Let's roll back the clock a bit ...
Before the tragedy of Sandy Hook, before the 2013 Boston Marathon, before Chained CPI, before cutting Social Security to save it ...
In April 2010, the Deepwater Horizon exploded. To paraphrase Bill Nye, The Science Guy, who is also CEO of the Planetary Society, that blowout changed the world.
Not in a good way, for the families of the 11 workers who died during the explosion. Let's take a second and remember them, may we?
Eleven crew members died during the April 20 explosion; 115 were rescued.
None of the men who died on the Deepwater Horizon worked directly for BP.
Two were employed by M-I Swaco, a division of oil field services company Schlumberger.
Nine worked for Transocean. No bodies were recovered at the time of the accident.
Not in a good way, for US Coast Guard Admiral Thad Allen. Though now that he's a partner in a firm connected to the Department of Homeland Security, perhaps the delay of his retirement has lost its sting.
(1). Jason Anderson, 35, of Midfield, Texas. A father of two. His wife, Shelley, said Thanksgiving was his favorite holiday. Anderson began preparing a will in February 2010 and kept it in a spiral notebook. It sank with the rig.
(2.) Aaron Dale "Bubba" Burkeen, 37, of Philadelphia, Miss. Father of two. His death at the Deepwater Horizon came on his wedding anniversary and four days before his birthday.
(3.) Donald Clark, 49, of Newellton, La. Among six workers scheduled to leave the rig on April 21, the day after the blast.
(4.) Stephen Ray Curtis, 40, of Georgetown, La.. Married father of two teenagers.
(5). Gordon Jones, 28, of Baton Rouge, La. Jones arrived on the rig the day before the explosion. He died three days before his sixth wedding anniversary and 10 minutes after talking to his pregnant wife, Michelle Jones. Their son, Max, was born three weeks later.
(6.) Roy Wyatt Kemp, 27, Jonesville, La. Married father whose daughter's birthday was 3 days before the explosion, he was among six workers scheduled to leave the rig on April 21.
(7.) Karl Kleppinger Jr., 38, Natchez, Miss. Father of one, and a Gulf War I veteran.
(8.) Keith Blair Manuel, 56, Gonzales, La. An LSU fan, Manuel had three daughters.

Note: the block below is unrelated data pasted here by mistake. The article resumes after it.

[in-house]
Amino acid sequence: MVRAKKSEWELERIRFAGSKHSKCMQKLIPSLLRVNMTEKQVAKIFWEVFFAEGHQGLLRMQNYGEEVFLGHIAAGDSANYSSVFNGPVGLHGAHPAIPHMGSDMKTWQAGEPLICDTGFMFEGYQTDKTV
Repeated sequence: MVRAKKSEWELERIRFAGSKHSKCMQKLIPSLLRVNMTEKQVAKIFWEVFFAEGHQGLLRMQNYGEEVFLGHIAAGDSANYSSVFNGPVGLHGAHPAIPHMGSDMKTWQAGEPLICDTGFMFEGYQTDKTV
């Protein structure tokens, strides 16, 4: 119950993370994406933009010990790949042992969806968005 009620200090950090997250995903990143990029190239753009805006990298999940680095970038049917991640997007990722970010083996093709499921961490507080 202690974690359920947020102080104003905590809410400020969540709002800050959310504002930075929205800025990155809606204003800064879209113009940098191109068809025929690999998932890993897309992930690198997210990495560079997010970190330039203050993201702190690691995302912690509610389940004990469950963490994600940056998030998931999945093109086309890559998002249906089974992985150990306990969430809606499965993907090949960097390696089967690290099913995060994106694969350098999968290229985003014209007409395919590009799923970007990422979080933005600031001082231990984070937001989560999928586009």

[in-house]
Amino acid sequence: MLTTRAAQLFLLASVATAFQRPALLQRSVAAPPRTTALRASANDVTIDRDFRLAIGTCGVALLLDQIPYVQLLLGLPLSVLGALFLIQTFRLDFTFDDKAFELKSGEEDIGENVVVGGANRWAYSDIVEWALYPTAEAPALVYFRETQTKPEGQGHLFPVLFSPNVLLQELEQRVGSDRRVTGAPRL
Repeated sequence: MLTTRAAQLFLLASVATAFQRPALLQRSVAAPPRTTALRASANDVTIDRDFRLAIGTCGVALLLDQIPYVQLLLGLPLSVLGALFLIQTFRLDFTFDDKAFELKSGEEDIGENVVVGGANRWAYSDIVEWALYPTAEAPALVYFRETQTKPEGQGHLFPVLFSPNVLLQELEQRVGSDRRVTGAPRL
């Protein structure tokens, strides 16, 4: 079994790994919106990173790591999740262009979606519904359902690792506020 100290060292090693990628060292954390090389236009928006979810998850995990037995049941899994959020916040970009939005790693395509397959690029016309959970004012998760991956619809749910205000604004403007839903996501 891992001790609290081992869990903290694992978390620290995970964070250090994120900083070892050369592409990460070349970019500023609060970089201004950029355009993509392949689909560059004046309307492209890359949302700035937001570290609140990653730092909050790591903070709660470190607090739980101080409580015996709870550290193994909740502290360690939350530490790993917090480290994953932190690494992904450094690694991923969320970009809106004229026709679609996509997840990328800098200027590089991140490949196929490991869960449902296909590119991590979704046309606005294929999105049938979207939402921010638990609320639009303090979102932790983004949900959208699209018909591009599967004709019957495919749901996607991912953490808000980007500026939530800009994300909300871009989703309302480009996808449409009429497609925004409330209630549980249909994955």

(9). Dewey A. Revette, 48, State Line, Miss. Married to his wife, Sherri, for 26 years when the rig exploded; among six workers scheduled to leave the rig on April 21.
(10.) Shane M. Roshto, 22, Liberty, Miss. Wife, Natalie, filed a lawsuit alleging PTSD April 21, 2010, after her husband was killed in the explosion. Roshto was among six workers set to leave the rig on April 21.
(11.) Adam Weise, 24, Yorktown, Texas. Weise drove 10 hours to Louisiana every three weeks to work on the rig. A high school football star, he spent off- time hunting and fishing. He was one of six workers scheduled to leave the rig on April 21.
Not in a good way for the people who depend on that Gulf for their livelihoods.
Cue world's smallest violin for the stockholders of this rogue company, noteworthy for its sorry attention to detail and its institutional disrespect for its workers and our world, as their liability, while still not catching up to them, does in fact nip at their profits. In a world where justice meant something, BP's punishment for its murderous chiselry on safety, on cementing, on blowout preventer maintenance, on planning and conducting a well-engineered operation from the start, would've cost it its corporate existence. In our world full of TBTF corporations, well, not so much.
The chain of events we saw afterward has had eerie echoes in every oil spill since -- and we've had, even if you only count the ones in the US, way too many. This took those of us old enough to remember back to the tragic aftermath of Ixtoc 1 and the Exxon Valdez.
What of the deep water offshore oil drilling industry? It forges on:
Yet, after a brief pause, business has not just returned to normal in the Gulf of Mexico, but been turbo-charged. There are now 39 oil rigs operating in its deep seas, about a third more than before the Deepwater disaster. Elsewhere, exploration has surged further and deeper into the oceans. Five months after Deepwater erupted, the Brazilian oil giant Petrobras achieved another superlative, the world's largest-ever share offering, which raised $67bn to fund its exploitation of the vast, deep and ultra-deep oil fields off its coast. But even this is not the region that has analysts bubbling with most excitement. Africa's west coast, from Angola to Congo to Nigeria, has the world's richest fields.But not all the changes were awful.